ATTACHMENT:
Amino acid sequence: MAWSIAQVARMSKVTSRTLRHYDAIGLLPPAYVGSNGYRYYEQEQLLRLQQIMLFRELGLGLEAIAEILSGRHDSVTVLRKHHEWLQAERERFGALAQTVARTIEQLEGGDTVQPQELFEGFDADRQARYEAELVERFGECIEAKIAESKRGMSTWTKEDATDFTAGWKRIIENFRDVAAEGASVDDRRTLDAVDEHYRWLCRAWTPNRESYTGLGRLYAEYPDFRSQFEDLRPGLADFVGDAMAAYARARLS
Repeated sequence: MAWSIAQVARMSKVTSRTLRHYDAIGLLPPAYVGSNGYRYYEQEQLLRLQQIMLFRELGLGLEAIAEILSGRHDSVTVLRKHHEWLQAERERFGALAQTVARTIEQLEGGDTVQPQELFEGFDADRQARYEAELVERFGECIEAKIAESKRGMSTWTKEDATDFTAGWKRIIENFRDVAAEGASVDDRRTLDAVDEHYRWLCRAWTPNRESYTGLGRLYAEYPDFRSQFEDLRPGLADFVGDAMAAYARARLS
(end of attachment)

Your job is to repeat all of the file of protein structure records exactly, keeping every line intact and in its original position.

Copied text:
Amino acid sequence: MAWSIAQVARMSKVTSRTLRHYDAIGLLPPAYVGSNGYRYYEQEQLLRLQQIMLFRELGLGLEAIAEILSGRHDSVTVLRKHHEWLQAERERFGALAQTVARTIEQLEGGDTVQPQELFEGFDADRQARYEAELVERFGECIEAKIAESKRGMSTWTKEDATDFTAGWKRIIENFRDVAAEGASVDDRRTLDAVDEHYRWLCRAWTPNRESYTGLGRLYAEYPDFRSQFEDLRPGLADFVGDAMAAYARARLS
Repeated sequence: MAWSIAQVARMSKVTSRTLRHYDAIGLLPPAYVGSNGYRYYEQEQLLRLQQIMLFRELGLGLEAIAEILSGRHDSVTVLRKHHEWLQAERERFGALAQTVARTIEQLEGGDTVQPQELFEGFDADRQARYEAELVERFGECIEAKIAESKRGMSTWTKEDATDFTAGWKRIIENFRDVAAEGASVDDRRTLDAVDEHYRWLCRAWTPNRESYTGLGRLYAEYPDFRSQFEDLRPGLADFVGDAMAAYARARLS